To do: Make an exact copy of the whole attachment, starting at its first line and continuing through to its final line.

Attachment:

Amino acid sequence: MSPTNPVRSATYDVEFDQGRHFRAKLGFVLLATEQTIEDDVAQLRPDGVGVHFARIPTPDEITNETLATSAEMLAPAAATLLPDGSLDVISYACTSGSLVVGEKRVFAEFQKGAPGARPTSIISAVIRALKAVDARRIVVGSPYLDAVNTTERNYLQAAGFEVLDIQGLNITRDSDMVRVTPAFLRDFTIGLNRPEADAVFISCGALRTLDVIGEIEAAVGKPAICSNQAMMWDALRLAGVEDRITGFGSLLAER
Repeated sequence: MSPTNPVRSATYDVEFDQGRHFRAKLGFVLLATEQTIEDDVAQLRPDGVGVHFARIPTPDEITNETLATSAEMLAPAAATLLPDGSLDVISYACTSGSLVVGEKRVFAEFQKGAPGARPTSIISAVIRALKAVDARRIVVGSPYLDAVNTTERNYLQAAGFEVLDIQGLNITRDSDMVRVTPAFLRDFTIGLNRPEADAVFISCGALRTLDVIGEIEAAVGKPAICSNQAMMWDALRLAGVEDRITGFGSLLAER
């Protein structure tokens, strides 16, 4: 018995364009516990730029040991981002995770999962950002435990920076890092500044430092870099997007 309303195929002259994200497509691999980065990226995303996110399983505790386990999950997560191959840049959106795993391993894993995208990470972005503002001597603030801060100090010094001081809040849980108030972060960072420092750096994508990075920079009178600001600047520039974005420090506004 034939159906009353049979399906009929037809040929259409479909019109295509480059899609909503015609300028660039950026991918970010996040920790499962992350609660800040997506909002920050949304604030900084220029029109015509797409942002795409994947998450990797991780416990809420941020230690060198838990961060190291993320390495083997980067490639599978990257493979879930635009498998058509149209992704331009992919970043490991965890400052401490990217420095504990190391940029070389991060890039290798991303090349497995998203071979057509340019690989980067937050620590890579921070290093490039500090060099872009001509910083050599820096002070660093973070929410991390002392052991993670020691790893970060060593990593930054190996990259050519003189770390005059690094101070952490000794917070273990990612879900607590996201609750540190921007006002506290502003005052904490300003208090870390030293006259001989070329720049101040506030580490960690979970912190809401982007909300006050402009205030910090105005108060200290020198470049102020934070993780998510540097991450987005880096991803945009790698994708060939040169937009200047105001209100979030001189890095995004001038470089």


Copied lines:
Amino acid sequence: MSPTNPVRSATYDVEFDQGRHFRAKLGFVLLATEQTIEDDVAQLRPDGVGVHFARIPTPDEITNETLATSAEMLAPAAATLLPDGSLDVISYACTSGSLVVGEKRVFAEFQKGAPGARPTSIISAVIRALKAVDARRIVVGSPYLDAVNTTERNYLQAAGFEVLDIQGLNITRDSDMVRVTPAFLRDFTIGLNRPEADAVFISCGALRTLDVIGEIEAAVGKPAICSNQAMMWDALRLAGVEDRITGFGSLLAER
Repeated sequence: MSPTNPVRSATYDVEFDQGRHFRAKLGFVLLATEQTIEDDVAQLRPDGVGVHFARIPTPDEITNETLATSAEMLAPAAATLLPDGSLDVISYACTSGSLVVGEKRVFAEFQKGAPGARPTSIISAVIRALKAVDARRIVVGSPYLDAVNTTERNYLQAAGFEVLDIQGLNITRDSDMVRVTPAFLRDFTIGLNRPEADAVFISCGALRTLDVIGEIEAAVGKPAICSNQAMMWDALRLAGVEDRITGFGSLLAER
């Protein structure tokens, strides 16, 4: 018995364009516990730029040991981002995770999962950002435990920076890092500044430092870099997007 309303195929002259994200497509691999980065990226995303996110399983505790386990999950997560191959840049959106795993391993894993995208990470972005503002001597603030801060100090010094001081809040849980108030972060960072420092750096994508990075920079009178600001600047520039974005420090506004 034939159906009353049979399906009929037809040929259409479909019109295509480059899609909503015609300028660039950026991918970010996040920790499962992350609660800040997506909002920050949304604030900084220029029109015509797409942002795409994947998450990797991780416990809420941020230690060198838990961060190291993320390495083997980067490639599978990257493979879930635009498998058509149209992704331009992919970043490991965890400052401490990217420095504990190391940029070389991060890039290798991303090349497995998203071979057509340019690989980067937050620590890579921070290093490039500090060099872009001509910083050599820096002070660093973070929410991390002392052991993670020691790893970060060593990593930054190996990259050519003189770390005059690094101070952490000794917070273990990612879900607590996201609750540190921007006002506290502003005052904490300003208090870390030293006259001989070329720049101040506030580490960690979970912190809401982007909300006050402009205030910090105005108060200290020198470049102020934070993780998510540097991450987005880096991803945009790698994708060939040169937009200047105001209100979030001189890095995004001038470089």